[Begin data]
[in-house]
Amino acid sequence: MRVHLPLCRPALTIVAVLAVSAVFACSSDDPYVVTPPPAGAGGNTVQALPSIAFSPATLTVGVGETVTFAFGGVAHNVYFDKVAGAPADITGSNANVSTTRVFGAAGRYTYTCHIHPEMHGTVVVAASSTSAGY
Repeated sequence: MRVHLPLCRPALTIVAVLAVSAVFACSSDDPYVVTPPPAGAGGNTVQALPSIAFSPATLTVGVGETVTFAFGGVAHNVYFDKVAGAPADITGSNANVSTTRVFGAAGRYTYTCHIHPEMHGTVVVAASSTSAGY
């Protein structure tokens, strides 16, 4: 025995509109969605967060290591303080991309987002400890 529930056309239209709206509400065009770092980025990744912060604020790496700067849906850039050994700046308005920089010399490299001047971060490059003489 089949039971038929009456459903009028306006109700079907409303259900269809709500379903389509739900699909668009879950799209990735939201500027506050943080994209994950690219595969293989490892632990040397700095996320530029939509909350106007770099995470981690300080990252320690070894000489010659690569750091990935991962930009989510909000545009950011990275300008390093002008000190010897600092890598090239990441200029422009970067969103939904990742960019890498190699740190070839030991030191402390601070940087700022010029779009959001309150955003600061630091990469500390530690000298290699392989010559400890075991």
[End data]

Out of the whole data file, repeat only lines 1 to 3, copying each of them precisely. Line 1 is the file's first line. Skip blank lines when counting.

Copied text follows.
[in-house]
Amino acid sequence: MRVHLPLCRPALTIVAVLAVSAVFACSSDDPYVVTPPPAGAGGNTVQALPSIAFSPATLTVGVGETVTFAFGGVAHNVYFDKVAGAPADITGSNANVSTTRVFGAAGRYTYTCHIHPEMHGTVVVAASSTSAGY
Repeated sequence: MRVHLPLCRPALTIVAVLAVSAVFACSSDDPYVVTPPPAGAGGNTVQALPSIAFSPATLTVGVGETVTFAFGGVAHNVYFDKVAGAPADITGSNANVSTTRVFGAAGRYTYTCHIHPEMHGTVVVAASSTSAGY